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United States v. Harris

April 13, 1984


Appeals from judgments of the District Court for the Southern District of New York (MacMahon, J.), convicting defendants of conspiracy to distribute heroin (Count One) and attempting to possess heroin with intent to distribute (Count Two).

Feinberg, Chief Judge, and Friendly and Pratt, Circuit Judges.

Author: Pratt

PRATT, Circuit Judge:

George Harris and Angelo Mamone appeal from judgments entered on jury verdicts in the District Court for the Southern District of New York (Lloyd F. MacMahon, Judge), convicting them of conspiracy to distribute heroin in violation of 21 U.S.C. § 846 (Count One), and attempting to possess heroin with the intent to distribute in violation of 21 U.S.C. §§ 812, 841(a)(1), 841(b)(1)(A), and 18 U.S.C. § 2 (Count Two). Having previously been convicted of federal narcotics violations, both defendants were subject to the enhanced penalties provided in 21 U.S.C. § 841(b)(1)(A), and each received concurrent terms of twenty years on Counts One and Two, and a $50,000 fine.

On appeal defendants contend, among other things, that (1) the evidence was insufficient to support their convictions on either count, and (2) the district judge erroneously excluded testimony crucial to the defense. We agree with defendants that the evidence was insufficient to support their convictions on Count Two for attempting to possess heroin with intent to distribute; accordingly, we reverse and dismiss on that count. On Count One, we find that the evidence was sufficient to support defendants' conspiracy convictions, but because we agree with defendants' evidentiary claim, we reverse and remand for a new trial.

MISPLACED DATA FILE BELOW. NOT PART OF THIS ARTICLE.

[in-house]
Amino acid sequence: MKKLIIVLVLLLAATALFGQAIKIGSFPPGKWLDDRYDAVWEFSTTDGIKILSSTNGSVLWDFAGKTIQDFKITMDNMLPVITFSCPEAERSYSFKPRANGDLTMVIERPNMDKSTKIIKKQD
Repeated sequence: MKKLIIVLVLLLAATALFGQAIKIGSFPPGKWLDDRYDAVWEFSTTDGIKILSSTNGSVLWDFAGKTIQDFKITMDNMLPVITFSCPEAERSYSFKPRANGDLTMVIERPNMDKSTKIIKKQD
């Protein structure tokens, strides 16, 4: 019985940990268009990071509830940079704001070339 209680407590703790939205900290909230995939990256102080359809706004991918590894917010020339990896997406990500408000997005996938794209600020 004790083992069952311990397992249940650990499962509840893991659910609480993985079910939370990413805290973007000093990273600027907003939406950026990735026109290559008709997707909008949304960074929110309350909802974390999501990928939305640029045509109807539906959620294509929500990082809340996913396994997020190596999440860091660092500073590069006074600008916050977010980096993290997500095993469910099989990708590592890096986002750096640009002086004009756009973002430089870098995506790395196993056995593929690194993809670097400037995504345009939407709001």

The prosecution of Harris and Mamone was largely the product of an arrangement between the government and one Mahlon Steward, a narcotics dealer with a lengthy criminal record, who agreed to act as an informant and undercover operative for the federal Drug Enforcement Administration (DEA) following his most recent arrest in May 1981. Posing as a prospective heroin purchaser, Steward led the DEA to Harris, who, in turn, eventually led the DEA to Mamone.

A. The Government's Case

The government built its case around the testimony of Steward and tape recordings of telephone conversations that Steward initiated with Harris. Steward testified that he had known Harrris for approximately ten years and that he had recently supplied Harris with two and one-half to three kilograms of heroin for roughly $500,000 between the spring of 1980 and January 1981. Shortly after he agreed to cooperate with the government, Steward contacted Harris in Detroit, Michigan, where Harris resided, in an effort to have Harris supply him with heroin. According to Steward, Harris told him that Harris "had a New York connection and he would see what he can do for me."